Tampa Pastor Arrested for Violating Public Health Emergency Order During COVID-19 Pandemic
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Law enforcement officials arrested the pastor of a Tampa, FL, megachurch on Monday for violating a safer-at-home order that was put in place to limit the spread of the COVID-19 virus.
Pastor Rodney Howard-Browne turned himself into authorities Monday afternoon in Hernando County, where he lives.
He was charged with unlawful assembly and violation of a public health emergency order. Bail was set at $500, according to the jail's website, and he was released after posting bond.
Hillsborough Sheriff Chad Chronister said in a news conference Monday that he negotiated with Howard-Browne's attorney to turn himself into authorities in Hernando County.
"His reckless disregard for human life put hundreds of people in his congregation at risk and thousands of residents who may interact with them this week in danger," Chronister claimed.
The megachurch pastor isn't alone in refusing to curtail in-person worship services despite public health orders designed to stop the virus from spreading. Churches in Ohio, Kentucky, and Louisiana have continued to invite worshippers in recent days as at least a half-dozen states offer some degree of exemption for faith in their orders to shutter nonessential activity during the pandemic.
Chronister said his staff met with The River at Tampa Bay Church leaders about the danger they are putting themselves and their congregation in by not maintaining appropriate social distancing, but services were held anyway.
The county and governor's orders require gatherings, including those held by faith-based groups, to be fewer than 10 people to limit the spread of COVID-19.
On March 18, the church called its ministry an essential service, just like police and firefighters, and said it would keep its doors open.
In a Facebook video Sunday, Howard-Browne said, "It looks like we're going to have to go to court over this because the church is encroached from every side."
Liberty Counsel, the Christian legal firm representing Howard-Browne, said the Tampa order has 42 paragraphs of exceptions and another paragraph that further exempts any business that can comply with a six-foot separation.
According to the law firm, the church did comply by protecting people in several ways, including:
*Enforced the six-foot distance between family groups in the auditorium as well as the overflow rooms
*All the staff wore gloves
*Every person who entered the church received hand sanitizer
*In the farmer's market and coffee shop in the lobby, the six-foot distance was enforced with the floor specifically marked (farmer's markets and produce stands are expressly exempted)
*The church spent $100,000 on a hospital-grade purification system set up throughout the church that provides continuous infectious microbial reduction that is rated to kill microbes, including those in the coronavirus family.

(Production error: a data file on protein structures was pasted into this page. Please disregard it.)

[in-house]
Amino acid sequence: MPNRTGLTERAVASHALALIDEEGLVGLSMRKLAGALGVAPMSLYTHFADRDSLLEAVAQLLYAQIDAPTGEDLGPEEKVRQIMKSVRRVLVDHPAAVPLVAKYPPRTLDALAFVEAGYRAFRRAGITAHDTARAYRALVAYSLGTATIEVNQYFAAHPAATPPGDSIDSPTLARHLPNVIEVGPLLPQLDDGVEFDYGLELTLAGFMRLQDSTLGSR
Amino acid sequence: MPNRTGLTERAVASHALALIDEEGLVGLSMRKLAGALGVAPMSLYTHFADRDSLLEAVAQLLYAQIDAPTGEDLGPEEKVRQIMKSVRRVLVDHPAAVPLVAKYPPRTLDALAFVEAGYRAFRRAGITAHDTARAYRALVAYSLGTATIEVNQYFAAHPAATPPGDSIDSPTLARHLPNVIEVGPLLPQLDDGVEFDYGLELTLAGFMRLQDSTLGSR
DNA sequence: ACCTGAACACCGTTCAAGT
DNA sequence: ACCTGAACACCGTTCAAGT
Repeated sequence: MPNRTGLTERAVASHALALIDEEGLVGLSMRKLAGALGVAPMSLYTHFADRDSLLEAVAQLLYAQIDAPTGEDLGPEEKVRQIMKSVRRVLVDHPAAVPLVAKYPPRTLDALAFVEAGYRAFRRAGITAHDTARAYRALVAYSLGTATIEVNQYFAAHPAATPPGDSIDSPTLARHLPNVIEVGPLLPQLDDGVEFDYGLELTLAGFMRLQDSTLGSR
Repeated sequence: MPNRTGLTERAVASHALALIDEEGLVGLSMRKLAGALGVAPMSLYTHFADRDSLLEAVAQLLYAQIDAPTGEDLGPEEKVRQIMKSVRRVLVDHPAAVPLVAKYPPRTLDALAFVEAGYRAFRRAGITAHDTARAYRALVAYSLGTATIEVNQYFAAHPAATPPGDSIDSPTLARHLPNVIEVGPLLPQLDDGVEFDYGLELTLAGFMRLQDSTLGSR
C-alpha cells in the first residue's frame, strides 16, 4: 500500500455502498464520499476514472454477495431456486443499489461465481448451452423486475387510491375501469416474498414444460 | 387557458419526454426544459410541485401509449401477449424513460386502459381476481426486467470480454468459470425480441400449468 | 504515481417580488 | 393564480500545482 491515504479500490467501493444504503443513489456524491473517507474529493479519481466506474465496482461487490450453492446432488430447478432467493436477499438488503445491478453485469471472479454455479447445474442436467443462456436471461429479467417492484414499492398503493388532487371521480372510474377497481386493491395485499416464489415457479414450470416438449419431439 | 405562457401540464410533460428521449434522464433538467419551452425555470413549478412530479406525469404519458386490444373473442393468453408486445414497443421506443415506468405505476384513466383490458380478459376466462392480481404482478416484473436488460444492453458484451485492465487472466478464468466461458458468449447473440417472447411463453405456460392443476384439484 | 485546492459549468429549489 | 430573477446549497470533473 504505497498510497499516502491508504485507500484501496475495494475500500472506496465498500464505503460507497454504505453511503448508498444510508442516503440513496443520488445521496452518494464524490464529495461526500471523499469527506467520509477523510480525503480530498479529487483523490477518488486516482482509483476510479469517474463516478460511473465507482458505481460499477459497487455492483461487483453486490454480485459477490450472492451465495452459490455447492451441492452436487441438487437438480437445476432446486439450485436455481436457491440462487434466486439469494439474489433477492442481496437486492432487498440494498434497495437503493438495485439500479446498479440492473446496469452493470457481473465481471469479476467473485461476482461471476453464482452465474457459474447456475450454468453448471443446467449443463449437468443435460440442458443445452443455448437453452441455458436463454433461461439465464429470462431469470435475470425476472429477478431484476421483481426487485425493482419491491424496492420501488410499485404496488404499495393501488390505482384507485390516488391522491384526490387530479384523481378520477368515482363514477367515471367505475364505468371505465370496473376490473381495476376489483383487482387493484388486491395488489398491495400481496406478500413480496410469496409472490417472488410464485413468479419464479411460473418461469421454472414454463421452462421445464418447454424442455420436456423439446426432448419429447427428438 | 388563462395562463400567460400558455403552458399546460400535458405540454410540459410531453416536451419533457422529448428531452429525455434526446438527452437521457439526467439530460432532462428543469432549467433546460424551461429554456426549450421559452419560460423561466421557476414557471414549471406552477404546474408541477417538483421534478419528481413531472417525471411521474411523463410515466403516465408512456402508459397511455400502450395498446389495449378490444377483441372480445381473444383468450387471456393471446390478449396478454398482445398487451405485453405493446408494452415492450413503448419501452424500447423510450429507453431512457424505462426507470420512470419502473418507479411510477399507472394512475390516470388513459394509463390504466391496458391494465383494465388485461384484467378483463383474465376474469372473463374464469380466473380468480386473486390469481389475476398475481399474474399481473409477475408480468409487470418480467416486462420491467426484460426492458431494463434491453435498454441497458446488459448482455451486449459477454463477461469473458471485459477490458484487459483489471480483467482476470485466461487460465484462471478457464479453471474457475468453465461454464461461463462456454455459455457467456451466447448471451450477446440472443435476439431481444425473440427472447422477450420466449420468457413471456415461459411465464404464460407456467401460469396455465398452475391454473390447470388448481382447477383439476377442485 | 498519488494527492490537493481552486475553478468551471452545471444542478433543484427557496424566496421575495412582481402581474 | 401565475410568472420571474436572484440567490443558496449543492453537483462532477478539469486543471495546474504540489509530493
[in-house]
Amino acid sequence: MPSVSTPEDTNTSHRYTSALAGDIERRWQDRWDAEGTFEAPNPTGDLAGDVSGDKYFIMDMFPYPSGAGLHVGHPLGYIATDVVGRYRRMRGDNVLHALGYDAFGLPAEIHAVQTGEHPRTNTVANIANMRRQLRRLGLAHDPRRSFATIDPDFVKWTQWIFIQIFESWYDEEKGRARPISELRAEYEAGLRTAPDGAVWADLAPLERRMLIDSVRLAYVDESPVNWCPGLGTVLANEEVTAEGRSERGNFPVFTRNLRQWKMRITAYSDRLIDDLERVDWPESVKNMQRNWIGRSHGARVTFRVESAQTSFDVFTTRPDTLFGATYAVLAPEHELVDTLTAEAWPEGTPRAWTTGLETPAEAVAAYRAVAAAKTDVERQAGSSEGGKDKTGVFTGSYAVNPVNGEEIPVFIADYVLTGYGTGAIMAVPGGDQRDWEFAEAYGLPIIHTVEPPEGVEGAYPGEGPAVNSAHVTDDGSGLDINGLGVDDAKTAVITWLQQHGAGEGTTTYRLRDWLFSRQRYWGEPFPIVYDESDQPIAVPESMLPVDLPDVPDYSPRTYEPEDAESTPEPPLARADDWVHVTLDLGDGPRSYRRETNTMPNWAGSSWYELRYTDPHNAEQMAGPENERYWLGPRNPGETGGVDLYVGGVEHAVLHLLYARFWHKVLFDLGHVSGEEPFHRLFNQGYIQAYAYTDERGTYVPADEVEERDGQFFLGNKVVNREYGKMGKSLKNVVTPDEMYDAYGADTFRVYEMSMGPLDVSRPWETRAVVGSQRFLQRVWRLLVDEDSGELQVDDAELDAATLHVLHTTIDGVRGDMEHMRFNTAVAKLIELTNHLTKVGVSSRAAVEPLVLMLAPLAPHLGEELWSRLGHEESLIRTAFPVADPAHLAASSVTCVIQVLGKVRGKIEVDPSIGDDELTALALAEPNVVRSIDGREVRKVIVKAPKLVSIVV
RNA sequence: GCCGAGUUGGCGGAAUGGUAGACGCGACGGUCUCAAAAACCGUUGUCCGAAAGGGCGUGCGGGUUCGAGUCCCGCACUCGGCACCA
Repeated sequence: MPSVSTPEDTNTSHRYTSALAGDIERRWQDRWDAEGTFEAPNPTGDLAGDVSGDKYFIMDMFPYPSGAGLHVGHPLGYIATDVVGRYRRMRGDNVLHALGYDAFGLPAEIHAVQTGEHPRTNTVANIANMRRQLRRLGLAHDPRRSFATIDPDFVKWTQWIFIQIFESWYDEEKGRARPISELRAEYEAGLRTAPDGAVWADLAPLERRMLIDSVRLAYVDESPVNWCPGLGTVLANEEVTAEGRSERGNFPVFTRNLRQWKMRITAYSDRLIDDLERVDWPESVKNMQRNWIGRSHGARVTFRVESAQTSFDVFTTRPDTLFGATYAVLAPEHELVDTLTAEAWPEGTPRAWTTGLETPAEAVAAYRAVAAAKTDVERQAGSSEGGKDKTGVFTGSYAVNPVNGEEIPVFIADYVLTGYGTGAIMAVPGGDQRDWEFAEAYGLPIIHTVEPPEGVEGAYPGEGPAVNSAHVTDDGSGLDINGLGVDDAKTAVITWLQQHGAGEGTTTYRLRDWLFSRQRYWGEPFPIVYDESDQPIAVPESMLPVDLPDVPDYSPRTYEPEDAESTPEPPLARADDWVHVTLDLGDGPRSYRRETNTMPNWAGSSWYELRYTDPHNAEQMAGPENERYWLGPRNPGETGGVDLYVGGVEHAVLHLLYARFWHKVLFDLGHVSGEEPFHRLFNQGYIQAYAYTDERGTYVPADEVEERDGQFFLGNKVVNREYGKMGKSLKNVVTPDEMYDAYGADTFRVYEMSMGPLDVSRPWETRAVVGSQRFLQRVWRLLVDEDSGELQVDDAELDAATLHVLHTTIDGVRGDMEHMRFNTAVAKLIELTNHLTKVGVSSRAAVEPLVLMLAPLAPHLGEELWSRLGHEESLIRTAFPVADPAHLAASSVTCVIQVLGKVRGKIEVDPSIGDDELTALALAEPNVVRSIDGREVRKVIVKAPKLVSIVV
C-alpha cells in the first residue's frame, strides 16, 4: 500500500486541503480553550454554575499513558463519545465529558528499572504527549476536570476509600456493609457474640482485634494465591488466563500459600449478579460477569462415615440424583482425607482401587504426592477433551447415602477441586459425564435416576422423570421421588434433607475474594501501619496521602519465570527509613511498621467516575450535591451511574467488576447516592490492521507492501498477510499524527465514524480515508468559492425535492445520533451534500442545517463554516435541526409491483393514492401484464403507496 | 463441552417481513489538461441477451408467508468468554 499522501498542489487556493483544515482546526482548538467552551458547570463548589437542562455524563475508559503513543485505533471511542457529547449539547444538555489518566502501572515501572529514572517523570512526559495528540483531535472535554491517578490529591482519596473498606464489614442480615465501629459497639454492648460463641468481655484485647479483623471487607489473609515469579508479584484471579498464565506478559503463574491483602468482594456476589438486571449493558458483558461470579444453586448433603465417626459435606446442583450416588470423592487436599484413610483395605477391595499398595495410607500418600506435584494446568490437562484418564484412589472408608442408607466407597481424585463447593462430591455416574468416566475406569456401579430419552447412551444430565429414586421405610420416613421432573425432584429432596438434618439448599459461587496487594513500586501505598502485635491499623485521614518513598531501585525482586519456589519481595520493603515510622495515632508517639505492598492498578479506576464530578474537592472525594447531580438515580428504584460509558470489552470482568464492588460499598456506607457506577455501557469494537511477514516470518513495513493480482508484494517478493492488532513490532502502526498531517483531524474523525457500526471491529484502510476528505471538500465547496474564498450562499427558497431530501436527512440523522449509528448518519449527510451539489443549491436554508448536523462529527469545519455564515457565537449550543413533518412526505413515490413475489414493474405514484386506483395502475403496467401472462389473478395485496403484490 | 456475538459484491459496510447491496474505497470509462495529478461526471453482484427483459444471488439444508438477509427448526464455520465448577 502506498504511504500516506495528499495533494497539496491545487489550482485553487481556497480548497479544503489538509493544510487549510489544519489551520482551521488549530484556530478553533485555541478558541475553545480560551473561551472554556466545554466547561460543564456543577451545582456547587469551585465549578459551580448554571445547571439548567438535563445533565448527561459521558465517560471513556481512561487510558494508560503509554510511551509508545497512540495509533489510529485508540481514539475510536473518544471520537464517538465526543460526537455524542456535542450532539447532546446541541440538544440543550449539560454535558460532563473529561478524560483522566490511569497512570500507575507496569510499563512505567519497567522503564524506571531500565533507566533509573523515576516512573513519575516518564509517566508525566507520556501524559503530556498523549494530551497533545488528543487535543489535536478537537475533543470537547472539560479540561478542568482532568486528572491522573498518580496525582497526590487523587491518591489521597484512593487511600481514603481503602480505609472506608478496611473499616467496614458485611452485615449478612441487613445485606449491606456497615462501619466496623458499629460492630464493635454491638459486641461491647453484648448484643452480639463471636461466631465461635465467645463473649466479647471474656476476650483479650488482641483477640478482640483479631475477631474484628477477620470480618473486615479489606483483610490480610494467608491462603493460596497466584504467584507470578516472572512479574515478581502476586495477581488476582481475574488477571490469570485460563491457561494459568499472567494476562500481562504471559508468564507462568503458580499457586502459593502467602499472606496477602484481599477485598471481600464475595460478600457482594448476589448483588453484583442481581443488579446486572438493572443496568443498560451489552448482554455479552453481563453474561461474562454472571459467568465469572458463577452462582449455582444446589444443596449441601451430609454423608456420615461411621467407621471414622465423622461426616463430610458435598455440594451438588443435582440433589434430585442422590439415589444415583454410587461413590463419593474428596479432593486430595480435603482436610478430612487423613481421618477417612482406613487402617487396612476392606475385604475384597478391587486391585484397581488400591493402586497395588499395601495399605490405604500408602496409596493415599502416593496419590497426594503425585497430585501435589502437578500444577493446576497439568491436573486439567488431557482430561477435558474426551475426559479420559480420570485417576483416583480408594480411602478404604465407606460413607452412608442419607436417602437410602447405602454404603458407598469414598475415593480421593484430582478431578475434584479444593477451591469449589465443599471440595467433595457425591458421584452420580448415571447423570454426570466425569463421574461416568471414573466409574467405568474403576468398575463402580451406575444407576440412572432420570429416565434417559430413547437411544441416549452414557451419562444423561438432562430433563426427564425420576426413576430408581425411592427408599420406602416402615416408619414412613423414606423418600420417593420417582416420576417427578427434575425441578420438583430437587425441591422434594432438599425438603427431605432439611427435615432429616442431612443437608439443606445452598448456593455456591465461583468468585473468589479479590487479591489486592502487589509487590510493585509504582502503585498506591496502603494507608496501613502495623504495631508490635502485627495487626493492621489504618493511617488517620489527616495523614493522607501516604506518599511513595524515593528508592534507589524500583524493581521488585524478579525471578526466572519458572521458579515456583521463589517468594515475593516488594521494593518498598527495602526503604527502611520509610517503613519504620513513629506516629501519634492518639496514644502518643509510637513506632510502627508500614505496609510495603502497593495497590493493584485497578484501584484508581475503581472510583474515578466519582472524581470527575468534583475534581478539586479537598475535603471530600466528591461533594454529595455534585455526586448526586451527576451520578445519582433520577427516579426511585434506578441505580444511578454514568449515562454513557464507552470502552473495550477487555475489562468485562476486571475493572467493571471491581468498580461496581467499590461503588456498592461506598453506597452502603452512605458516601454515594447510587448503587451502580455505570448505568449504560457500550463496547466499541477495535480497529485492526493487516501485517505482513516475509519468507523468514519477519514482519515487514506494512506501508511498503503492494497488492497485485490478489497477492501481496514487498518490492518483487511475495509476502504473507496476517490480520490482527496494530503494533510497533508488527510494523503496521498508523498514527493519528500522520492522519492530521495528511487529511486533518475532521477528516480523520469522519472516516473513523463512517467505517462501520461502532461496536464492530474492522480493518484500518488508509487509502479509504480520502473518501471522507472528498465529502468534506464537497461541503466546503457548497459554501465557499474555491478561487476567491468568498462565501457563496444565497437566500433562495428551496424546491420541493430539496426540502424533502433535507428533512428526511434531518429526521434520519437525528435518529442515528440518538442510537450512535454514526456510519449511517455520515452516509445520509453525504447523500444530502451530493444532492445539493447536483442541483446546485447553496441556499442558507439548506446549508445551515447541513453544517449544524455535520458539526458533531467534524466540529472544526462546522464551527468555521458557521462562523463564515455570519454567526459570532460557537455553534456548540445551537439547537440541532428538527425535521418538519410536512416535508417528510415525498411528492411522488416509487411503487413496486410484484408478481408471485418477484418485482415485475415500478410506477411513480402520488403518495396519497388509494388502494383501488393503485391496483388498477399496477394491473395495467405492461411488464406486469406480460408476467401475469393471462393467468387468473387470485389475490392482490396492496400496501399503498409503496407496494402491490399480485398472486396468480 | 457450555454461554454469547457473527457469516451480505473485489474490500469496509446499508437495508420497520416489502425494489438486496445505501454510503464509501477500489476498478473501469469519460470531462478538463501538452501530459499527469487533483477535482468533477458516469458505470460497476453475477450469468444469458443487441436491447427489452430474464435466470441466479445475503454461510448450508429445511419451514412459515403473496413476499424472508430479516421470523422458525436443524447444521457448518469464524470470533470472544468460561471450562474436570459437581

Some question whether it's a violation of the US Constitution, namely religious liberty, for the federal government to order churches to close during a health emergency.
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But others, like Russell Moore, the president of the Ethics and Religious Liberty Commission of the Southern Baptist Convention, see the answer differently.
In a recent article published on his website, Moore writes, "The short answer is 'no'."
Moore noted the question is a reasonable one.
"Nothing that is happening right now related to this crisis is, in my view, a violation of religious liberty or the separation of the church from the state," he wrote.
"Our commitment to religious liberty is grounded in what Jesus taught us—that the spheres of the church and the state are different, and the one should not have authority over the other. The state has the 'power of the sword,' for instance, to punish criminals and to maintain civic order (), while the church does not (1 Cor. 5:9-12). The church has the authority to proclaim the gospel and to define the boundaries of the fellowship within that gospel, the state does not," Moore added.
Moore explained the situation facing the country right now "is not a case of the state overstepping its bounds, but rather seeking to carry out its legitimate God-given authority."
The president of the ELRC goes even further, describing the government's responsibility in "the protection of public health—where the state has not just a legal authority but an authority granted by God himself."
Moore said the issue is a clear public objective the federal government is pursuing - stopping the transmission of a dangerous virus at gatherings. This applies to all organizations, not just churches. Meetings, fairs, shows, public events, all have been canceled to deter the spread of the coronavirus.
"Governments are seeking to limit gatherings of people. That is a legitimate public interest, and the government is seeking to do so in the least intrusive way possible," he explained.
In summary, Moore says the concern for public health is not a violation of religious liberty, so as people of faith, we should obey and pray like never before.
"Let's not only obey the laws of our states and cities, let's seek to do even more than asked in order to shoulder our responsibilities. Let's wash our hands, stay as far apart as necessary, pray for our medical personnel and our leaders, and let's pray, like never before. In so doing, we render what is due both to God and to Caesar. And that's a good start," he concludes.
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